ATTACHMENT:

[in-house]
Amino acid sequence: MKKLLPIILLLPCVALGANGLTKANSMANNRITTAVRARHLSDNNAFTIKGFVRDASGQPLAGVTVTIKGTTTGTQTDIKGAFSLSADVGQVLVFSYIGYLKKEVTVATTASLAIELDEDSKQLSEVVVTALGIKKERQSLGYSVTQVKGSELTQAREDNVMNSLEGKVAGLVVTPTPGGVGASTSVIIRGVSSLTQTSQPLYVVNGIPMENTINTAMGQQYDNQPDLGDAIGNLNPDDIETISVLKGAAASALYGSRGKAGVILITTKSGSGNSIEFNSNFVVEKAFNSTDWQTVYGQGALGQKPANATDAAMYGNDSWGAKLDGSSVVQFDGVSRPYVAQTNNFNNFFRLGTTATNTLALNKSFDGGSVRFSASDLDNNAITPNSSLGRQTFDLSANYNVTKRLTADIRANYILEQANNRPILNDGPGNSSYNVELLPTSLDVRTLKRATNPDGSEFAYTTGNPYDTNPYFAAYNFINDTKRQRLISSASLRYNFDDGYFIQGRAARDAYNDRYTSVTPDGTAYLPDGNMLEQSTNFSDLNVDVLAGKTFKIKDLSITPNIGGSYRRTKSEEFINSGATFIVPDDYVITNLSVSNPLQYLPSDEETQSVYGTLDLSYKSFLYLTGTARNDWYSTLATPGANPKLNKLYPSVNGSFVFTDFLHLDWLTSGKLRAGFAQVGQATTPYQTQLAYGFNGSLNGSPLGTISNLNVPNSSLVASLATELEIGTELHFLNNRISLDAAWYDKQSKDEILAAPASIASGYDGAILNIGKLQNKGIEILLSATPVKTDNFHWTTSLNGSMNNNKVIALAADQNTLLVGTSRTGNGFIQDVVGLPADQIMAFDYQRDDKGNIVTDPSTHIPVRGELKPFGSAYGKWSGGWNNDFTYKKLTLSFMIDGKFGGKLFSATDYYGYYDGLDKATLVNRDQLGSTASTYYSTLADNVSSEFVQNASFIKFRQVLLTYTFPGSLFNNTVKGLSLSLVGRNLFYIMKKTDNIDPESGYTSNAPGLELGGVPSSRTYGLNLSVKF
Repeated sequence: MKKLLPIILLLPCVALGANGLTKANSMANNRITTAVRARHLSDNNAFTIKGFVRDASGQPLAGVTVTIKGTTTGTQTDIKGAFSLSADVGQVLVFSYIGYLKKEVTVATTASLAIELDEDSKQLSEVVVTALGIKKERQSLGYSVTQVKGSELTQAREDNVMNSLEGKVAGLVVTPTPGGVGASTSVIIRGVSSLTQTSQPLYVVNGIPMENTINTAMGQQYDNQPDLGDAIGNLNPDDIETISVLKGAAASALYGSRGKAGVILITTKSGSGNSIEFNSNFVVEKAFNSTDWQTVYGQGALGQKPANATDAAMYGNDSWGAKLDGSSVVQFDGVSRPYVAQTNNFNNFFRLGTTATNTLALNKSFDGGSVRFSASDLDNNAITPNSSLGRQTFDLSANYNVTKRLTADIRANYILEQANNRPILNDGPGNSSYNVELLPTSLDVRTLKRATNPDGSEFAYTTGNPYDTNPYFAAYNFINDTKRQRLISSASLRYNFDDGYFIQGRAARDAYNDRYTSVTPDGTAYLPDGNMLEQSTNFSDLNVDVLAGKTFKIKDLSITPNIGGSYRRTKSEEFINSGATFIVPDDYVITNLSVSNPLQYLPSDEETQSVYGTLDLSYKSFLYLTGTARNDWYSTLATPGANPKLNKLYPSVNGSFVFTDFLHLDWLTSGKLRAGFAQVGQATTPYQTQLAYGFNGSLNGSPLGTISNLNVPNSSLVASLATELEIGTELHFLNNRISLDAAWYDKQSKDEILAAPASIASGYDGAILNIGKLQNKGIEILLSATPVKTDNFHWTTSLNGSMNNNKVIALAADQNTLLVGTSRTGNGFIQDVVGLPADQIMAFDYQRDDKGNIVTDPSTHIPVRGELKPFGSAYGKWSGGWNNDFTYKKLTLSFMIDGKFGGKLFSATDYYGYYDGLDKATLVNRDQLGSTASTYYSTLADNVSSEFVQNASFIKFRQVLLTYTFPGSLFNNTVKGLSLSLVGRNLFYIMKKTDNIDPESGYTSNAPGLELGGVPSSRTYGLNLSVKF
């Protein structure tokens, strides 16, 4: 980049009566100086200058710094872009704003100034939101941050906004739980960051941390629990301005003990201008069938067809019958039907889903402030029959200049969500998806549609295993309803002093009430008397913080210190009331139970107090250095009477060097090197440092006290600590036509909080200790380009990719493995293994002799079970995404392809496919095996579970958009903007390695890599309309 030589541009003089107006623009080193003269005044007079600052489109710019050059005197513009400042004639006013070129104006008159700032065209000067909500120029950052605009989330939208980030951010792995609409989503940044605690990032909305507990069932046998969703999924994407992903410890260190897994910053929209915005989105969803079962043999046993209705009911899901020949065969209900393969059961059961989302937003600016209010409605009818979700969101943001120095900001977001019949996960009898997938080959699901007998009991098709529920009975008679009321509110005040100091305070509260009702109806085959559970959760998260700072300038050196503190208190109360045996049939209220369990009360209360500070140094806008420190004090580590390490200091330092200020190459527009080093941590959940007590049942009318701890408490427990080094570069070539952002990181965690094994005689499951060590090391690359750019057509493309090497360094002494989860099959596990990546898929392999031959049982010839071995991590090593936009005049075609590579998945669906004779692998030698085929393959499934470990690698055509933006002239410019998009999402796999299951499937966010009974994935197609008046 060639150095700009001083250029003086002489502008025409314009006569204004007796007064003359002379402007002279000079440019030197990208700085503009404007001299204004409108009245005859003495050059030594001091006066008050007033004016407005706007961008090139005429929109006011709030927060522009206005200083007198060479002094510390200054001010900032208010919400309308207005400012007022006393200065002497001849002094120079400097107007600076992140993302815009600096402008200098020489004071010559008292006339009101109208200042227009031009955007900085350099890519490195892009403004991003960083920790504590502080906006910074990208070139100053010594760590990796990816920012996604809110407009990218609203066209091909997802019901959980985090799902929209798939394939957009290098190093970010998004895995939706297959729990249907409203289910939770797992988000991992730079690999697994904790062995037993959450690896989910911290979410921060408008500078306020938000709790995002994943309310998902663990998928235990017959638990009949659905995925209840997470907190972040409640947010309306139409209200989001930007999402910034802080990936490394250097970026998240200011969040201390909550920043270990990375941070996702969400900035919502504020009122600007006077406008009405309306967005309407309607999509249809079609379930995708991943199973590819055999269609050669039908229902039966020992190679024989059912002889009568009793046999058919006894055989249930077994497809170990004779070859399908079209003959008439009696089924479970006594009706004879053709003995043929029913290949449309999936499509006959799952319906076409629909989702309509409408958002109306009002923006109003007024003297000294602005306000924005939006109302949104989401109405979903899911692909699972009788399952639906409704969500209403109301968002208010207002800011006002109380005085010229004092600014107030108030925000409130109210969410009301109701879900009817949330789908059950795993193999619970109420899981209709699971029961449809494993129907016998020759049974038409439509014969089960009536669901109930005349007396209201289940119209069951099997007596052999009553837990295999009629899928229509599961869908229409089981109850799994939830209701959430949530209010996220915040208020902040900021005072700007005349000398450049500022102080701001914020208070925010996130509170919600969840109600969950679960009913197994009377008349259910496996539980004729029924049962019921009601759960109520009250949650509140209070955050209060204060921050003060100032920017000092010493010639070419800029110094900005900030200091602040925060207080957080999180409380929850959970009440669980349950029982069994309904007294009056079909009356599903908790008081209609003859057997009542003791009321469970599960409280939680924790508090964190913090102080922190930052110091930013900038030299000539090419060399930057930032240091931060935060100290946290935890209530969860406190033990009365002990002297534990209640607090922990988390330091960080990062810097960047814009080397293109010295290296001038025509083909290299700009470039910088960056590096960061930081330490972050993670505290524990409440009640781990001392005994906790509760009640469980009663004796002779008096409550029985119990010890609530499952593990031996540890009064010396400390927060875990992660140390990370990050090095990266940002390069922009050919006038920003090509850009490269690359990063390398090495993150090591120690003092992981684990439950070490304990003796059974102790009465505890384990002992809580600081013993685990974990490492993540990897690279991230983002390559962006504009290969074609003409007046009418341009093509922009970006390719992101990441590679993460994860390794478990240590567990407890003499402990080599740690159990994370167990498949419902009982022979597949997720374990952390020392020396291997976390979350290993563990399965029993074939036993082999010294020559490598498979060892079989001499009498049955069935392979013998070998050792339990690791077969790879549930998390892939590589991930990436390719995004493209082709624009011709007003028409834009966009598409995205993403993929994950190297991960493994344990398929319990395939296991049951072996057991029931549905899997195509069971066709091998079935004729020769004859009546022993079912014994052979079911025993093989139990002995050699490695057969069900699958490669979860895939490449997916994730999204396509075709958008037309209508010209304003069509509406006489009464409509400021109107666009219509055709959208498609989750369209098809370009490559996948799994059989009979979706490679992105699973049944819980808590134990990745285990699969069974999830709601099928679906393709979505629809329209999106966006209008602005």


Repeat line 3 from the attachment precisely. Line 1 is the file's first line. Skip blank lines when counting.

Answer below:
Repeated sequence: MKKLLPIILLLPCVALGANGLTKANSMANNRITTAVRARHLSDNNAFTIKGFVRDASGQPLAGVTVTIKGTTTGTQTDIKGAFSLSADVGQVLVFSYIGYLKKEVTVATTASLAIELDEDSKQLSEVVVTALGIKKERQSLGYSVTQVKGSELTQAREDNVMNSLEGKVAGLVVTPTPGGVGASTSVIIRGVSSLTQTSQPLYVVNGIPMENTINTAMGQQYDNQPDLGDAIGNLNPDDIETISVLKGAAASALYGSRGKAGVILITTKSGSGNSIEFNSNFVVEKAFNSTDWQTVYGQGALGQKPANATDAAMYGNDSWGAKLDGSSVVQFDGVSRPYVAQTNNFNNFFRLGTTATNTLALNKSFDGGSVRFSASDLDNNAITPNSSLGRQTFDLSANYNVTKRLTADIRANYILEQANNRPILNDGPGNSSYNVELLPTSLDVRTLKRATNPDGSEFAYTTGNPYDTNPYFAAYNFINDTKRQRLISSASLRYNFDDGYFIQGRAARDAYNDRYTSVTPDGTAYLPDGNMLEQSTNFSDLNVDVLAGKTFKIKDLSITPNIGGSYRRTKSEEFINSGATFIVPDDYVITNLSVSNPLQYLPSDEETQSVYGTLDLSYKSFLYLTGTARNDWYSTLATPGANPKLNKLYPSVNGSFVFTDFLHLDWLTSGKLRAGFAQVGQATTPYQTQLAYGFNGSLNGSPLGTISNLNVPNSSLVASLATELEIGTELHFLNNRISLDAAWYDKQSKDEILAAPASIASGYDGAILNIGKLQNKGIEILLSATPVKTDNFHWTTSLNGSMNNNKVIALAADQNTLLVGTSRTGNGFIQDVVGLPADQIMAFDYQRDDKGNIVTDPSTHIPVRGELKPFGSAYGKWSGGWNNDFTYKKLTLSFMIDGKFGGKLFSATDYYGYYDGLDKATLVNRDQLGSTASTYYSTLADNVSSEFVQNASFIKFRQVLLTYTFPGSLFNNTVKGLSLSLVGRNLFYIMKKTDNIDPESGYTSNAPGLELGGVPSSRTYGLNLSVKF